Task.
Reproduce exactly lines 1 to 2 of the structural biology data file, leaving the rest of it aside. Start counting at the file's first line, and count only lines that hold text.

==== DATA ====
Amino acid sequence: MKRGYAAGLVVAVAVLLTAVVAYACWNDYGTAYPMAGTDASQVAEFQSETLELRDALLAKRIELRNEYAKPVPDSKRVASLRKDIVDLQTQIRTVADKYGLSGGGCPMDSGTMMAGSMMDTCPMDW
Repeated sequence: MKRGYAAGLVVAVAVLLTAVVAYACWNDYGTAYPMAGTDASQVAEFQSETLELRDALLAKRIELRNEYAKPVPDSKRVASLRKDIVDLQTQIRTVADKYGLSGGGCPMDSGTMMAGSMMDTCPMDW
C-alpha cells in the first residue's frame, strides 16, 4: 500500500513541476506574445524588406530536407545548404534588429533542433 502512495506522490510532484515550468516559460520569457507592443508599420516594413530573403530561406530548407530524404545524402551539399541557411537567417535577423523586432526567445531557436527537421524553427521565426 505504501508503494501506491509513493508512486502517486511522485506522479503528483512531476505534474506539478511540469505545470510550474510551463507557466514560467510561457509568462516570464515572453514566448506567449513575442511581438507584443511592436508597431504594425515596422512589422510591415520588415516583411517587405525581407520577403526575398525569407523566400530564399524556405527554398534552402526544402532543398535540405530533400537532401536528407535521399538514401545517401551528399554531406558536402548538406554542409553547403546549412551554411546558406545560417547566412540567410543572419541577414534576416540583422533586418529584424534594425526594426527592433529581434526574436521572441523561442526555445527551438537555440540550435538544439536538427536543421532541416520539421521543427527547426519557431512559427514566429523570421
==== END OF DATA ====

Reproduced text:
Amino acid sequence: MKRGYAAGLVVAVAVLLTAVVAYACWNDYGTAYPMAGTDASQVAEFQSETLELRDALLAKRIELRNEYAKPVPDSKRVASLRKDIVDLQTQIRTVADKYGLSGGGCPMDSGTMMAGSMMDTCPMDW
Repeated sequence: MKRGYAAGLVVAVAVLLTAVVAYACWNDYGTAYPMAGTDASQVAEFQSETLELRDALLAKRIELRNEYAKPVPDSKRVASLRKDIVDLQTQIRTVADKYGLSGGGCPMDSGTMMAGSMMDTCPMDW